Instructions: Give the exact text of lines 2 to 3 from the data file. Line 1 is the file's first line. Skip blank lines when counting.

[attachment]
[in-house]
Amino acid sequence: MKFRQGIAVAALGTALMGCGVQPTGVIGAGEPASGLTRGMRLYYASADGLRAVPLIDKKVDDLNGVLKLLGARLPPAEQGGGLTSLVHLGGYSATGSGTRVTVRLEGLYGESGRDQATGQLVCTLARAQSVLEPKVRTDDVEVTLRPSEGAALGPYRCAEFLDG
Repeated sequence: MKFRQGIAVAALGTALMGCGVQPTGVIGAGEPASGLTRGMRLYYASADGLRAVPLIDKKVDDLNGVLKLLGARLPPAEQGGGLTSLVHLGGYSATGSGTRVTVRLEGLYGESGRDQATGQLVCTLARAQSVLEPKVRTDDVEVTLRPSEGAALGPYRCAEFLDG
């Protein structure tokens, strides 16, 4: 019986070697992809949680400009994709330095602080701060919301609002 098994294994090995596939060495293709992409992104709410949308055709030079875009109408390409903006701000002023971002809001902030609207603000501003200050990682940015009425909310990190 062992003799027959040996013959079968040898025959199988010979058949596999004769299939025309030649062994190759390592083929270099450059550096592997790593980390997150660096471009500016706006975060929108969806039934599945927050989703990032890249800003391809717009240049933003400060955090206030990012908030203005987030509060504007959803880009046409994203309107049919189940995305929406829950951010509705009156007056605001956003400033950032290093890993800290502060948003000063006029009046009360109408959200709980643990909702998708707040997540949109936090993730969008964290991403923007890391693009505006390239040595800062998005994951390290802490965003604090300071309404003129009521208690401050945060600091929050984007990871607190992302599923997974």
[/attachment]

Amino acid sequence: MKFRQGIAVAALGTALMGCGVQPTGVIGAGEPASGLTRGMRLYYASADGLRAVPLIDKKVDDLNGVLKLLGARLPPAEQGGGLTSLVHLGGYSATGSGTRVTVRLEGLYGESGRDQATGQLVCTLARAQSVLEPKVRTDDVEVTLRPSEGAALGPYRCAEFLDG
Repeated sequence: MKFRQGIAVAALGTALMGCGVQPTGVIGAGEPASGLTRGMRLYYASADGLRAVPLIDKKVDDLNGVLKLLGARLPPAEQGGGLTSLVHLGGYSATGSGTRVTVRLEGLYGESGRDQATGQLVCTLARAQSVLEPKVRTDDVEVTLRPSEGAALGPYRCAEFLDG